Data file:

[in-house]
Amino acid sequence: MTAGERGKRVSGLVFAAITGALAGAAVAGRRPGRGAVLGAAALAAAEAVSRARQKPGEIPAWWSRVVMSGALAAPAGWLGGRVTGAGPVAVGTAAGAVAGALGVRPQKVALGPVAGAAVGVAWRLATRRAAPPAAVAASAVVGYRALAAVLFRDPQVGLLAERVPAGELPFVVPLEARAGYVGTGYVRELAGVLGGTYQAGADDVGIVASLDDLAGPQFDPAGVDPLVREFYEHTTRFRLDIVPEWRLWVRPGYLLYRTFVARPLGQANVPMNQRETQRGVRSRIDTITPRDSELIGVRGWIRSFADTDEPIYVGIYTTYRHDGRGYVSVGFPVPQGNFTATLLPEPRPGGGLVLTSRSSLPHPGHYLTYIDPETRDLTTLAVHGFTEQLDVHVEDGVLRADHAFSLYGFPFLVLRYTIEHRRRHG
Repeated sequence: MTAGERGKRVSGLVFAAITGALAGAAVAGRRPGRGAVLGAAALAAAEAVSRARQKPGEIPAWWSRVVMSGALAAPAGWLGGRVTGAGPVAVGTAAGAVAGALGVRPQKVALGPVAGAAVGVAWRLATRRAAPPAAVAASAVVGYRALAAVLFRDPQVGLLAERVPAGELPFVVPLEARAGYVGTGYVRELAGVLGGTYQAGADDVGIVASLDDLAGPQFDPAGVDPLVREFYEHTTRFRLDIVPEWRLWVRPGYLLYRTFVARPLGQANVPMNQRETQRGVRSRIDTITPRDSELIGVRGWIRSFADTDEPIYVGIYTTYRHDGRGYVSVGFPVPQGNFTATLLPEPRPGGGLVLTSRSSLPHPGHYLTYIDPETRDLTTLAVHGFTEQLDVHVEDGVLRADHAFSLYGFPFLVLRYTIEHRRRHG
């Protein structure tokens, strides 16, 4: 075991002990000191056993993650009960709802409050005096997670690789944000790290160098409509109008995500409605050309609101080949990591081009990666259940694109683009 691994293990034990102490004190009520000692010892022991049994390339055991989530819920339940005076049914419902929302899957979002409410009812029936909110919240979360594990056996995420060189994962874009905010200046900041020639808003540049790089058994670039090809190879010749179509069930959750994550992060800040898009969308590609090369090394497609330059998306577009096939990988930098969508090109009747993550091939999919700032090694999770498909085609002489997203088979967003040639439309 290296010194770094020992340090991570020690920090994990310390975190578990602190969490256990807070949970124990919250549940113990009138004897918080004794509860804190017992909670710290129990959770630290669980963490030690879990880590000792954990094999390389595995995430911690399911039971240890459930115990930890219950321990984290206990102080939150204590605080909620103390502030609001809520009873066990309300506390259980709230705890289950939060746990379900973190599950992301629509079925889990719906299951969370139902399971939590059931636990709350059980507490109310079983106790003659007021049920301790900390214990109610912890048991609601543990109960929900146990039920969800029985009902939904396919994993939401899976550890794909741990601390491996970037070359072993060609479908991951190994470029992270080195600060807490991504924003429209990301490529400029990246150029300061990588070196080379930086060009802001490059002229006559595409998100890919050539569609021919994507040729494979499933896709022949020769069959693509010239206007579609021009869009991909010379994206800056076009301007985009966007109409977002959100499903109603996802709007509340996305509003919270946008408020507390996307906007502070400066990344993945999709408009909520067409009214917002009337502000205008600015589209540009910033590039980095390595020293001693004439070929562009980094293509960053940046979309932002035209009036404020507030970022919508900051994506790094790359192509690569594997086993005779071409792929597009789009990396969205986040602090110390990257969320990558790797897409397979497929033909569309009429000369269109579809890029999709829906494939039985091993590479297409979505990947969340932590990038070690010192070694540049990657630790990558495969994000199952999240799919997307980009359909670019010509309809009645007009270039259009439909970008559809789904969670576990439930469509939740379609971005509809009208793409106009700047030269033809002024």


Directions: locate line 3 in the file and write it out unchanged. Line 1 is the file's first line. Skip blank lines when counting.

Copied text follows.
Repeated sequence: MTAGERGKRVSGLVFAAITGALAGAAVAGRRPGRGAVLGAAALAAAEAVSRARQKPGEIPAWWSRVVMSGALAAPAGWLGGRVTGAGPVAVGTAAGAVAGALGVRPQKVALGPVAGAAVGVAWRLATRRAAPPAAVAASAVVGYRALAAVLFRDPQVGLLAERVPAGELPFVVPLEARAGYVGTGYVRELAGVLGGTYQAGADDVGIVASLDDLAGPQFDPAGVDPLVREFYEHTTRFRLDIVPEWRLWVRPGYLLYRTFVARPLGQANVPMNQRETQRGVRSRIDTITPRDSELIGVRGWIRSFADTDEPIYVGIYTTYRHDGRGYVSVGFPVPQGNFTATLLPEPRPGGGLVLTSRSSLPHPGHYLTYIDPETRDLTTLAVHGFTEQLDVHVEDGVLRADHAFSLYGFPFLVLRYTIEHRRRHG